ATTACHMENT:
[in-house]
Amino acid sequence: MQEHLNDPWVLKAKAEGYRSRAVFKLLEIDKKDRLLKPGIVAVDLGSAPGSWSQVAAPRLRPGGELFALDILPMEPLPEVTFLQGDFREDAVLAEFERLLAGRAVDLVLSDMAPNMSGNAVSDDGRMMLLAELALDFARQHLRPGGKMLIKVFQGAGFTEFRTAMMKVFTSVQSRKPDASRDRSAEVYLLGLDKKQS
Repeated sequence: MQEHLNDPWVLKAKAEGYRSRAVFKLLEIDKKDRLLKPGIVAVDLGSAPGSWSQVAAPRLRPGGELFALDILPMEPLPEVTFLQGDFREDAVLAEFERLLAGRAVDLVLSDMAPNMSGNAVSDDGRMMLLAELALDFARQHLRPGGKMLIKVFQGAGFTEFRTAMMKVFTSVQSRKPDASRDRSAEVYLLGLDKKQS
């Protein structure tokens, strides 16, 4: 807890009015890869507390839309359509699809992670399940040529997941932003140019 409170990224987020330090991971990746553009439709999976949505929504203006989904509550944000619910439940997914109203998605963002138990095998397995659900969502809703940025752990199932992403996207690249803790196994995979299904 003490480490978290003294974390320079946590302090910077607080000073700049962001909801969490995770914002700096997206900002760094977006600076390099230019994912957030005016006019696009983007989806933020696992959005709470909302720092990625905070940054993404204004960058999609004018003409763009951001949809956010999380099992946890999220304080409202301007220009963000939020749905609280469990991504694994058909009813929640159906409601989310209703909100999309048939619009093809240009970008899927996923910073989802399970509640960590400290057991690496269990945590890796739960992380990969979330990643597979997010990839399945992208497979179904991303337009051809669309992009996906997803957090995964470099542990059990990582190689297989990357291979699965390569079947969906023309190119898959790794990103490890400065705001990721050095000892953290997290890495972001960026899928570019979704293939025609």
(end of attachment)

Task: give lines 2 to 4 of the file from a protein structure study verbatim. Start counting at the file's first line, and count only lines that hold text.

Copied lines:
Amino acid sequence: MQEHLNDPWVLKAKAEGYRSRAVFKLLEIDKKDRLLKPGIVAVDLGSAPGSWSQVAAPRLRPGGELFALDILPMEPLPEVTFLQGDFREDAVLAEFERLLAGRAVDLVLSDMAPNMSGNAVSDDGRMMLLAELALDFARQHLRPGGKMLIKVFQGAGFTEFRTAMMKVFTSVQSRKPDASRDRSAEVYLLGLDKKQS
Repeated sequence: MQEHLNDPWVLKAKAEGYRSRAVFKLLEIDKKDRLLKPGIVAVDLGSAPGSWSQVAAPRLRPGGELFALDILPMEPLPEVTFLQGDFREDAVLAEFERLLAGRAVDLVLSDMAPNMSGNAVSDDGRMMLLAELALDFARQHLRPGGKMLIKVFQGAGFTEFRTAMMKVFTSVQSRKPDASRDRSAEVYLLGLDKKQS
């Protein structure tokens, strides 16, 4: 807890009015890869507390839309359509699809992670399940040529997941932003140019 409170990224987020330090991971990746553009439709999976949505929504203006989904509550944000619910439940997914109203998605963002138990095998397995659900969502809703940025752990199932992403996207690249803790196994995979299904 003490480490978290003294974390320079946590302090910077607080000073700049962001909801969490995770914002700096997206900002760094977006600076390099230019994912957030005016006019696009983007989806933020696992959005709470909302720092990625905070940054993404204004960058999609004018003409763009951001949809956010999380099992946890999220304080409202301007220009963000939020749905609280469990991504694994058909009813929640159906409601989310209703909100999309048939619009093809240009970008899927996923910073989802399970509640960590400290057991690496269990945590890796739960992380990969979330990643597979997010990839399945992208497979179904991303337009051809669309992009996906997803957090995964470099542990059990990582190689297989990357291979699965390569079947969906023309190119898959790794990103490890400065705001990721050095000892953290997290890495972001960026899928570019979704293939025609």